Functions of Finance Manager
The finance manager is an integral part of the corporate management of an organization. With his professional experience, expert knowledge, and competence, he has to play a key role in the optimal utilization of the financial resources of the organization. With the growth in the size of the organization, the degree of specialization of finance function increases. In large undertakings, the finance manager is a top management executive who participates in various decision-making functions.
He has to update his knowledge with regard to Foreign Direct Investment (FDI), Foreign portfolio investment, mergers, amalgamations acquisitions, and corporate restructuring, performance management, risk management corporate governance, investor relations, working capital management, derivative trading practices, investor education, and investor protection, etc.
Forecasting of Cash Flow
This is necessary for the successful day-to-day operations of the business so that it can discharge its obligations as and when they arise. In fact, it involves matching cash inflows against outflows and the manager must forecast the sources and timing of inflows from customers and use them to pay the liability.
The Financial Manager has to plan for mobilizing funds from different sources so that the requisite amount of funds are made available to the business enterprise to meet its requirements for the short term, medium-term, and long term.
Managing the Flow of Internal Funds
Here the manager has to keep a track of the surplus in various bank accounts of the organization and ensure that they are properly utilized to meet the requirements of the business. This will ensure that the liquidity position of the company is maintained intact with the minimum amount of external borrowings.
To Facilitate Cost Control
The Financial Manager is generally the first person to recognize when the costs for the supplies or production processes are exceeding the standard costs/budgeted figures. Consequently, he can make recommendations to the top management for controlling the costs.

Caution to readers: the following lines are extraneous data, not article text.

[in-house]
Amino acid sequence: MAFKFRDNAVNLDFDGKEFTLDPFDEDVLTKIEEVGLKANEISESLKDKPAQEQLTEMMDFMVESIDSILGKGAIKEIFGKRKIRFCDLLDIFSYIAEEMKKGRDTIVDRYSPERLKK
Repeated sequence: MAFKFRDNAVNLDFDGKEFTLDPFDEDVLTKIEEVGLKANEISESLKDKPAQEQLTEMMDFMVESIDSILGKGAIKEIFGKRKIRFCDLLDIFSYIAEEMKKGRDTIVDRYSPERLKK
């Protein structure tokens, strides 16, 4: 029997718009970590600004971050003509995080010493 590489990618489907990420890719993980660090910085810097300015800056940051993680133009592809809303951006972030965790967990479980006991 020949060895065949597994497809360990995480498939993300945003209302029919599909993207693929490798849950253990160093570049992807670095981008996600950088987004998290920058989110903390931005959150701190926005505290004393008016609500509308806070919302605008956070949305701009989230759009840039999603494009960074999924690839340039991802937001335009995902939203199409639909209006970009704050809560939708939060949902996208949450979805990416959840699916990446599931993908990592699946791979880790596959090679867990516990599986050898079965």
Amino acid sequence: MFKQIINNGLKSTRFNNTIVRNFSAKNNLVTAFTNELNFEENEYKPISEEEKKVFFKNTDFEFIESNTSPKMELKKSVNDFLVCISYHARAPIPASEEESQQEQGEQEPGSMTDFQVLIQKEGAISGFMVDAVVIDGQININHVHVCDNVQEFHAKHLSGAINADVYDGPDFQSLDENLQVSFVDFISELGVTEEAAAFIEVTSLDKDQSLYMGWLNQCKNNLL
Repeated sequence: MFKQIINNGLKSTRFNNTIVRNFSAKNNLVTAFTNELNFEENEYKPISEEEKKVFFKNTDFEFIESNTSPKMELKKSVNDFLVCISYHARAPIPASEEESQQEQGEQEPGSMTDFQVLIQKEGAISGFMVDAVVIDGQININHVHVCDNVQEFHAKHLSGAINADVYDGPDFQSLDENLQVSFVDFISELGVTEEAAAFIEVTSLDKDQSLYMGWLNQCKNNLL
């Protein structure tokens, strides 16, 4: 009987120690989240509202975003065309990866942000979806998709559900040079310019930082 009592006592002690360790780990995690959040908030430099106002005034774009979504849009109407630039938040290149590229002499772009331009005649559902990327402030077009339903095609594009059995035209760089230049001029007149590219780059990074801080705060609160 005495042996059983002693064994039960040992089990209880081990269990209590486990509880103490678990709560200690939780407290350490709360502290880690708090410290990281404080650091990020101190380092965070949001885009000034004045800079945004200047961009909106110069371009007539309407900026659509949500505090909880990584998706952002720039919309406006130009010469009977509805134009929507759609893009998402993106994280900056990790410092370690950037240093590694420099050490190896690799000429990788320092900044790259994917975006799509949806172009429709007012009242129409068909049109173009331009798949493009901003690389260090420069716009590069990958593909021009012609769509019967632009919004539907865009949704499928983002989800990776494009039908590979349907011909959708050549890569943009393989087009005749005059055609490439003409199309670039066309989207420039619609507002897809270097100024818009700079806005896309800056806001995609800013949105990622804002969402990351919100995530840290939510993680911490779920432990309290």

To Facilitate Pricing of Product, Product Lines, and Services
The Financial Manager can supply important information about cost changes and cost at varying levels of production and the profit margins needed to carry on the business successfully. In fact, the financial manager provides tools for analysis of information in pricing decisions and contributes to the formulation of pricing policies jointly with the marketing manager.
The Financial Manager is usually responsible for collecting the relevant data to make forecasts of profit levels in the future.
Measuring Required Return
The acceptance or rejection of an investment proposal depends on whether the expected return from the proposed investment is equal to or more than the required return. An investment project is accepted if the expected return is equal to or more than the required return. Determination of the required rate of return is the responsibility of the financial manager and is a part of the financing decision.
The function of asset management focuses on the decision-making role of the financial manager. Finance personnel meet with other officers of the firm and participate in making decisions affecting the current and future utilization of the firm’s resources. As an example, managers may discuss the total amount of assets needed by the firm to carry out its operations. They will determine the composition of a mix of assets that will help the firm best achieve its goals. They will identify ways to use existing assets more effectively and reduce waste and unwarranted expenses. The decision-making role crosses liquidity and profitability lines. Converting the idle equipment into cash improves liquidity. Reducing costs improves profitability.
In the management of funds, the financial manager acts as a specialized staff officer to the Chief Executive of the company. The manager is responsible for having sufficient funds for the firm to conduct its business and to pay its bills. Money must be located to finance receivables and inventories, make arrangements for the purchase of assets, and identify the sources of long-term financing. Cash must be available to pay dividends declared by the board of directors. The management of funds has, therefore, both liquidity and profitability aspects.